• Installation in any building or structure of systems of heating, lighting, air-conditioning, ventilation, power supply, drainage, sanitation, water supply or fire protection
  • Internal cleaning of buildings and structures, so far as carried out in the course of their construction, alteration, repair, extension or restoration
  • Painting or decorating the internal or external surfaces of any building or structure
  • Services related to the above, including site clearance, earthmoving, excavation, tunnelling and boring, laying foundations, erecting scaffolding, site restoration, landscaping, and the provision of roadways and other access works.

The reverse charge mechanism only applies to supplies of construction services which are subject to standard rate or reduced rate of VAT.

What supplies are excluded?

The following services are not included in the definition of construction services:

  • Drilling for, or extraction of, oil or natural gas
  • Extraction of minerals and tunnelling or boring, or construction of underground works, for this purpose
  • Manufacture of building or engineering components or equipment, materials, plant or machinery, or delivery of any of these things to a site
  • Manufacture of components for systems of heating, lighting, air-conditioning, ventilation, power supply, drainage, sanitation, water supply or fire protection, or delivery of any of these things to a site
  • The professional work of architects or surveyors, or of consultants in building, engineering, interior or exterior decoration, or in the layout of landscape
  • The making, installation and repair of artistic works, such as sculptures, murals and other works which are wholly artistic in nature
  • Signwriting and erecting, installing and repairing signboards and advertisements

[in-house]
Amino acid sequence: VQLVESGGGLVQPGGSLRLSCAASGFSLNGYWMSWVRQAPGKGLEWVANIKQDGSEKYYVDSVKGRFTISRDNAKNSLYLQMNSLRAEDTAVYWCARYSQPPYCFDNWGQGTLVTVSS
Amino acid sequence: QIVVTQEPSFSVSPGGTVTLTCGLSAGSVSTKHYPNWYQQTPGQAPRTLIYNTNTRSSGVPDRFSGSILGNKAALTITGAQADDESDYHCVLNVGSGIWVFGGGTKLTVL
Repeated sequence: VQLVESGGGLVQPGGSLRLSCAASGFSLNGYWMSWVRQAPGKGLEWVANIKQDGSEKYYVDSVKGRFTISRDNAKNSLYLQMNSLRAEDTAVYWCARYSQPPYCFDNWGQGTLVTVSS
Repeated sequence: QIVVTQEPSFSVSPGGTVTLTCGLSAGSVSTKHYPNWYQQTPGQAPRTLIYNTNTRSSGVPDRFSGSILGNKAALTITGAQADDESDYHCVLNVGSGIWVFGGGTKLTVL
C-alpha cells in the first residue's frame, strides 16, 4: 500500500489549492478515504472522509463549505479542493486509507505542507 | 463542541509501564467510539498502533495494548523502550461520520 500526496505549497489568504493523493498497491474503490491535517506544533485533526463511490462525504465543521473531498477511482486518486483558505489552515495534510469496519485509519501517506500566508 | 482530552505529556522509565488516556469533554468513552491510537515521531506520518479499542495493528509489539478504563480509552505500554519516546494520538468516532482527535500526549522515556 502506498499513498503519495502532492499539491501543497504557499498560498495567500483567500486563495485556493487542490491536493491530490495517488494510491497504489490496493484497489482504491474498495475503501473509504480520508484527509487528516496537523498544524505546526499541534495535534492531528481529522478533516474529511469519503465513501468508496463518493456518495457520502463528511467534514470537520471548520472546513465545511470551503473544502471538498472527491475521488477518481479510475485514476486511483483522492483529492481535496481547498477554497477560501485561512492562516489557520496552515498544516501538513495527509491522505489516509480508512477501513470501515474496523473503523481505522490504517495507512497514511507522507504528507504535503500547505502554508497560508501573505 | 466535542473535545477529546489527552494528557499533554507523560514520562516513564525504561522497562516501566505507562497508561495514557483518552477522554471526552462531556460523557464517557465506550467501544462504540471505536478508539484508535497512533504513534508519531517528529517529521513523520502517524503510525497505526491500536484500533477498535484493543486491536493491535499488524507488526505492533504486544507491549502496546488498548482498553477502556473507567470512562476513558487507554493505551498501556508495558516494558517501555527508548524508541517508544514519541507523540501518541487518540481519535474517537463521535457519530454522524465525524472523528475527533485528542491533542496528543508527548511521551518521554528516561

• Installing seating, blinds and shutters
  • Installing security systems, including burglar alarms, closed-circuit television and public address systems.

What do you need to do?

If you supply any of the services listed above that will be affected by the introduction of the reverse charge VAT mechanism, it’s important to understand how the measure might impact on your business operation. HMRC has already accepted that the impact on the industry is potentially significant; construction companies will have to adapt their accounting systems to process reverse charge supplies correctly and ensure that supplies and purchases are correctly treated. Some businesses may also see significant variation in cash flow, as they will no longer be able to use VAT collected from customers as working capital before paying it on to HMRC.

This post was produced by Charles Olley, Tax Partner at Price Bailey. To contact Charles about any of the points raised in the article above, feel free to get in touch using the form further below.

We always recommend that you seek advice from a suitably qualified adviser before taking any action. The information in this article only serves as a guide and no responsibility for loss occasioned by any person acting or refraining from action as a result of this material can be accepted by the authors or the firm.